A lot more photos - and a more convenient viewer - in the gallery!

Friday, February 11 2011

Some leg movements

These legs have some real potential for doing fun stuff :)

Go watch on Youtube, 1080p!

Some (unpowered) leg movements

Tuesday, February 8 2011

Xachikoma body prototype

At some point last month, before I received any of the manufactured parts, I became tired of building the robot only as a CAD model, and wanted to make some physically tangible progress.

So I disassembled completely the Bioloid humanoid, and started assembling the Dynamixel part of the legs. The two plastic plates in the middle of the leg proved to be too flexible, so I replaced them with a 3mm aluminum part. I also took this opportunity to correct the alignment of the third servo axis, so that it intersects with the axes of the first two servo in a single point.

But that was not enough for my thirst of physical manifestation, so I built a prototype of the body, using black and white 2mm styrene sheets. It works as a prototype, but I would not even try to have it walk with such a flexible body.

I later replaced the bottom plate by a more rigid 3mm medium one.


Wiring still needs a little work, but I like where it's going :)

Having the things in my hands made me see how big it will be, and how I could improve a few things. For example, I adjusted the distance between the front legs so that the Beagleboard fits snugly with my shortened RS-232 connector plugged in.

I also added the CMUcam3 as a giant color detector, watching the ground. It will be in charge of looking at the grid to provide absolute positioning information every time the robot crosses a line, and also will be used to dock nicely on the playing element the robot wants to move. The idea is to have an easy alternative if I can't get a reliable positioning system using only the Neato LDS lidar, as it won't be parallel to the ground most of the time! Communication between this camera and the Beagleboard will use the shortened RS-232 showed above.



Cut Belts and 3D printed pulleys

Driving the wheel without ruining the general shape of the Xachikoma leg has proved to be an interesting problem.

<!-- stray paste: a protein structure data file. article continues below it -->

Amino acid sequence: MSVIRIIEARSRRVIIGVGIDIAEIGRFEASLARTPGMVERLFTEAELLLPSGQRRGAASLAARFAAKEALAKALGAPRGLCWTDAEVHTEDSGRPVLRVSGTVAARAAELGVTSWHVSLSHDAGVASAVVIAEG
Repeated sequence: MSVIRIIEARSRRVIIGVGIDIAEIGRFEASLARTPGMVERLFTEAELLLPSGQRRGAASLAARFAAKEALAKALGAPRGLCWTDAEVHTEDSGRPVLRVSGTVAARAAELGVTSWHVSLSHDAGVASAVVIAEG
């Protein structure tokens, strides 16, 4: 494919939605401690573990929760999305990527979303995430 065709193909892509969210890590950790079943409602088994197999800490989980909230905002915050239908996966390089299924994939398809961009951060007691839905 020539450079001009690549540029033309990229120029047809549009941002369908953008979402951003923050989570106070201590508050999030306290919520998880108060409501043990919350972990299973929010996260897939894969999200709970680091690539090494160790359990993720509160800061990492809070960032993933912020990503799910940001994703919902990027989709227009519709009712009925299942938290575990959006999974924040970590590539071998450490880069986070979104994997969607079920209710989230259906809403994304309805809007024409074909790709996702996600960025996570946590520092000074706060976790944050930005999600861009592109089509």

Also, remember that I'm not a mechanical engineer, so I may miss some well-known techniques and solutions here and there.



Tachikoma leg shapes are a little different from a source to another, even when you consider sources related to the first season only. Each action figure has its own, and even in the anime it's not extremely consistent between the opening credits, the cell-shaded ones you see during the episodes and the hand-drawn ones in the art-books.


Now back to the robot. The main concerns when designing the tibia were:

  • keeping down the leg width around the wheel (for aesthetics and to avoid blowing the max perimeter too quickly)
  • closed-loop control of the wheel.
  • control precision: little or no backlash, no slipping.
  • having a way to tell if the wheel is touching the floor or not
  • decent driving speed (30cm/s at least)
  • being able to switch from fixed to powered to free wheel.

The last one has been abandoned, due to the complexity it would add. Too bad, the Xachikoma will not be able to actually skate like last year's robot (but it still can fake it ;) ).

First designs had either the wheel directly on the motor or a gear-based transmission, both of which had advantages but were at the time way too large since I wanted to use an optical encoder for control. This led me to consider using another synchronous transmission that allowed more freedom for relative placement of the driving and driven axes: a timing belt. I also came across an off-axis magnetic encoder, that allowed me to reduce width even more.

The size of the magnetic ring for the encoder (32mm diameter) determined the minimum size of the wheel, and from there I chose the Banebot 41mm, 30A shore, as it has very good grip and the tire is fused with the wheel core, so no risk of slipping. Only problems would be the color, and the non-metric grub screw I had to buy an hex key specifically for... why on earth put a non-metric screw on a hub with a metric, 4mm axis?

Now with the size of the wheel determined, I had to start looking for pulleys that could make this mechanism a reality.

Pulley design